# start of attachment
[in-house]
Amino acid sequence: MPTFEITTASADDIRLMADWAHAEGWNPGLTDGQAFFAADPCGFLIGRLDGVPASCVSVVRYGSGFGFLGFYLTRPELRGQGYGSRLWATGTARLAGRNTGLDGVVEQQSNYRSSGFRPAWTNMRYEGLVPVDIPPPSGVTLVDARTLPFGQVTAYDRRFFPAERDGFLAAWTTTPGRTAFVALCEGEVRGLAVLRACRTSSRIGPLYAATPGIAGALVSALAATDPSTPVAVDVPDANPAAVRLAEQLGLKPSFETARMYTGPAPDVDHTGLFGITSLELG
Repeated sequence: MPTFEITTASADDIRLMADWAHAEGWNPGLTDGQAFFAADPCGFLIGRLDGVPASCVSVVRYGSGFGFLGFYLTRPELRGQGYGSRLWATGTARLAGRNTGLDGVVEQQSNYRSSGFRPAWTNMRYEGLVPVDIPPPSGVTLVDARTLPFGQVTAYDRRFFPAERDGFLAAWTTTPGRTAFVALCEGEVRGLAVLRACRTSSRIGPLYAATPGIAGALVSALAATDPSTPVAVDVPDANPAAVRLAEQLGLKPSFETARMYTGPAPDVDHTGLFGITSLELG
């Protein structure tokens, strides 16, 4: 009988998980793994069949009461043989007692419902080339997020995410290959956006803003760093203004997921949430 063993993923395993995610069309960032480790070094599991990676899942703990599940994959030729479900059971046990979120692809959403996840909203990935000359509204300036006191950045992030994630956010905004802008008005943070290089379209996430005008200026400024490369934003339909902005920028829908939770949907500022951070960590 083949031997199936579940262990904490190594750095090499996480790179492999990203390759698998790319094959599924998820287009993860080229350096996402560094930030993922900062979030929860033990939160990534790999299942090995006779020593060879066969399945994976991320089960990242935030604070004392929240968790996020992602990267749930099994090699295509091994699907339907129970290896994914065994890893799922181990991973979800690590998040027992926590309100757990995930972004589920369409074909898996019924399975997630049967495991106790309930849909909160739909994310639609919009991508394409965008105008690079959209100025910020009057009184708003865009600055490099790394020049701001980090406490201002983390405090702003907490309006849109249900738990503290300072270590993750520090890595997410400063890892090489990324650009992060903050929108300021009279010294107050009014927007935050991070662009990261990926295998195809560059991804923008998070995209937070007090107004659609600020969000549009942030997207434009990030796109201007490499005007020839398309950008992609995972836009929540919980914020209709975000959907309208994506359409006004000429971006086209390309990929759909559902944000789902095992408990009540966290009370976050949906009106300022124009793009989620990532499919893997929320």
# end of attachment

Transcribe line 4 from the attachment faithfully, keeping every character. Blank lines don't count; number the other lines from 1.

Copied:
């Protein structure tokens, strides 16, 4: 009988998980793994069949009461043989007692419902080339997020995410290959956006803003760093203004997921949430 063993993923395993995610069309960032480790070094599991990676899942703990599940994959030729479900059971046990979120692809959403996840909203990935000359509204300036006191950045992030994630956010905004802008008005943070290089379209996430005008200026400024490369934003339909902005920028829908939770949907500022951070960590 083949031997199936579940262990904490190594750095090499996480790179492999990203390759698998790319094959599924998820287009993860080229350096996402560094930030993922900062979030929860033990939160990534790999299942090995006779020593060879066969399945994976991320089960990242935030604070004392929240968790996020992602990267749930099994090699295509091994699907339907129970290896994914065994890893799922181990991973979800690590998040027992926590309100757990995930972004589920369409074909898996019924399975997630049967495991106790309930849909909160739909994310639609919009991508394409965008105008690079959209100025910020009057009184708003865009600055490099790394020049701001980090406490201002983390405090702003907490309006849109249900738990503290300072270590993750520090890595997410400063890892090489990324650009992060903050929108300021009279010294107050009014927007935050991070662009990261990926295998195809560059991804923008998070995209937070007090107004659609600020969000549009942030997207434009990030796109201007490499005007020839398309950008992609995972836009929540919980914020209709975000959907309208994506359409006004000429971006086209390309990929759909559902944000789902095992408990009540966290009370976050949906009106300022124009793009989620990532499919893997929320």